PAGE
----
Week 12 – Controller Finished – SMART in final development

This week was very productive in terms of quality and quantity. Finally, the module is FINISHED !!

This week, I finished the Client Management REST Controller. Initially all testing was done against the authenticationManager used by the token services. So, I made a new authenticationManager one custom to server the needs of the REST Controller.

The controller supports the following endpoints :

  • GET /clientManagement?username=xyz&password=xyz
  •          This will return all the clients registered by the client developer xyz.
  • POST /clientManagement?username=xyz&password=xyz?name=abc….
  •          This will create a new client for the client developer xyz
  • DELETE /clientManagement?username=xyz&password=xyz?client_id=abc
  •          This will unregister the client with client_id abc
  • UPDATE /clientManagement?{details here}
  •          This will update the client details

 

Progress on SMART ?

All initial research was finished and discussed thoroughly with Mayank (my mentor, @maany) this week and all the authorization endpoints were completed in the module. The next step is to code the JavaScript based SMART on FHIR client which will run against the OAuth module, get a token and access FHIR resources. The JavaScript client is in development phase at the time of writing the blog and I am expected to finish it by Tuesday.

What next?

After the SMART on FHIR client is completed, I will be documenting all the work done in this summer and create a static github.io page explaining all the work and give useful statistics about my work.

 

 

Week 11 – Back to Controller

So last week, I was having some troubles with integrating the Client Management REST controller into the module. The troubles were about managing the entry point for the URL mapping. Finally, me and my mentor Mayank decided to do it the way IETF (Internet Engineering Task Force) describes. Like the document here and also manage the client dynamically using protocols defined here.

So I’ve implemented the process using the standards defined by IETF.

Next Problem ? (Because there’s always one  😛 )

 org.codehaus.jackson.map.JsonMappingException: Direct self-reference leading to cycle (through reference chain: java.util.ArrayList[0]->org.openmrs.module.oauth2.Client["creator"]->org.openmrs.User["creator"])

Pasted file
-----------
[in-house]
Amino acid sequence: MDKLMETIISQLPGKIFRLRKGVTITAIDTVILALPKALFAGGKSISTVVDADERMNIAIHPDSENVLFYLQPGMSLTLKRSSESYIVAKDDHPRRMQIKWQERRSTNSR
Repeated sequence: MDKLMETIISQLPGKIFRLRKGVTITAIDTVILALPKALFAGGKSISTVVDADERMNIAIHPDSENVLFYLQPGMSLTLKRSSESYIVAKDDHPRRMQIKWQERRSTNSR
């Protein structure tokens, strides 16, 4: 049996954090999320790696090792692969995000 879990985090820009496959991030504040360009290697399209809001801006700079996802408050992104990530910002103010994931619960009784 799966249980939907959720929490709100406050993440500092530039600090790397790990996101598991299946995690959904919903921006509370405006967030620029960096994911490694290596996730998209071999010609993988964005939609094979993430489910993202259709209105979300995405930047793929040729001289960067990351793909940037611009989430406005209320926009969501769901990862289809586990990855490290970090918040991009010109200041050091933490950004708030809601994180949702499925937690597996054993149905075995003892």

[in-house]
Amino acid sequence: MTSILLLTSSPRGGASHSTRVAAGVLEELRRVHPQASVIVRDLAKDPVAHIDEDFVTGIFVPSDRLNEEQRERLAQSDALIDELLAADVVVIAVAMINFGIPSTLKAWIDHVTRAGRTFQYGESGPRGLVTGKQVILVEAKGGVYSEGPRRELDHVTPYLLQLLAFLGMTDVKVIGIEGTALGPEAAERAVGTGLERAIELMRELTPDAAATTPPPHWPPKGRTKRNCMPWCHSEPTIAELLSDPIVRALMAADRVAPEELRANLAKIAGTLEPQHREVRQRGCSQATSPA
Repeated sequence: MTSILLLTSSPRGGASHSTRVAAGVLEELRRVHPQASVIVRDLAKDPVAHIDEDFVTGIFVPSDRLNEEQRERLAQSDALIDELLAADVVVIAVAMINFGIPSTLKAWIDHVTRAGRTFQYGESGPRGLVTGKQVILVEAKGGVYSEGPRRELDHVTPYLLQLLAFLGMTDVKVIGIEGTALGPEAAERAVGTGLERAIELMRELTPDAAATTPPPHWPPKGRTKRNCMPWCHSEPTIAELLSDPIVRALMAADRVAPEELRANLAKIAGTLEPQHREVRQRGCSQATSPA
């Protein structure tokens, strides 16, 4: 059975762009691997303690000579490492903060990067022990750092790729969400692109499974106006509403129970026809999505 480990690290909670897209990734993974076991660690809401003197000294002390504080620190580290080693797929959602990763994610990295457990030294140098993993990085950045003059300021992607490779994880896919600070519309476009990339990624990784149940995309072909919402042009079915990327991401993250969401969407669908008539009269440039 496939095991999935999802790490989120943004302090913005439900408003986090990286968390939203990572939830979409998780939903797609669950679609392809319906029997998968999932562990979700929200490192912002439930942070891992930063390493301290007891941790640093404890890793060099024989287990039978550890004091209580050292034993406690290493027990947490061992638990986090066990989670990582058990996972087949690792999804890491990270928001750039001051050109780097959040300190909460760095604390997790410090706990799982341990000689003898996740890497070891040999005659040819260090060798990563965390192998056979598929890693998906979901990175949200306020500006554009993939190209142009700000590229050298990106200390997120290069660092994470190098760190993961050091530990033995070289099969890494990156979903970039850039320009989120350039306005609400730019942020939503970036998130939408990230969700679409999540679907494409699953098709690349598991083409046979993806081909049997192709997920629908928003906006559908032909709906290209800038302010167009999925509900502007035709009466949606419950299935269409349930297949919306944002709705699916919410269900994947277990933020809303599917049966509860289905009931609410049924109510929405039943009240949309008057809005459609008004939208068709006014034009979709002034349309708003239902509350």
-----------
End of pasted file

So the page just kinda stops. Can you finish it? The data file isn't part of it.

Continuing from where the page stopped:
The client class inherits fields like “creator” and “voided” from the BaseOpenMRSData which in turn inherits org.openmrs.User. This leads to a recursive cycle and causes a Jackson JsonMappingException.

Meaning? We simply can’t return OAuth client objects and expect Jackson to convert them into JSON (like it’s supposed to)

Fix? Convert your objects into JSONObjects manually using JSON classes and then send them with the appropriate Http Message.

Progress on SMART ?

As mentioned in the last week’s blog post, the next piece of business was supposed to be SMART. I worked and researched a lot on SMART. SMART on FHIR is a use-case for the module and it’s highly necessary that it is completed in this year’s GSoC.

My initial plan was to use the SMART on FHIR sample JS application and modify it to our needs. However after spending lots of time on 17000 and so lines of code on the fhir-client.js it turns out the app was designed only to be run against their own sandbox server 🙁

So the work on SMART is put on hold for now and further work will be done after a call with my mentor (The call is scheduled for 15th Aug 9:30 pm IST).

 

Week 10 – Work on SMART started

Finally, one of the major tasks for the summer (Project migration) was completed and now we can start work with the SMART application.

Overview of SMART on FHIR : 

SMART on FHIR is a set of open specifications to integrate apps with Electronic Health Records, portals, Health Information Exchanges, and other Health IT systems.

The SMART application we’ll be creating will serve as a use-case for OpenMRS Community.

When an OpenMRS user launches the SMART app, we’ll get a “launch request” notification. Just ask for the permissions you need using OAuth scopes like patient/*.read and once you’re authorized you’ll have an access token with the permissions you need – including access to clinical data and context like:

  • which patient is in-context in the OpenMRS
  • which encounter is in-context in the OpeMRS
  • the physical location of the OpenMRS user
  • access to a patient data using FHIR module

The SMART will be a JavaScript application. The original plan was to make a REST based application, however there’s not much documentation available for implementing SMART using REST. The javaScript application that I’ll be making in the next ten days or so will be based entirely on the sample JavaScript by smart helthcare.

SMART is a tech stack for health apps. More information about this can be found here.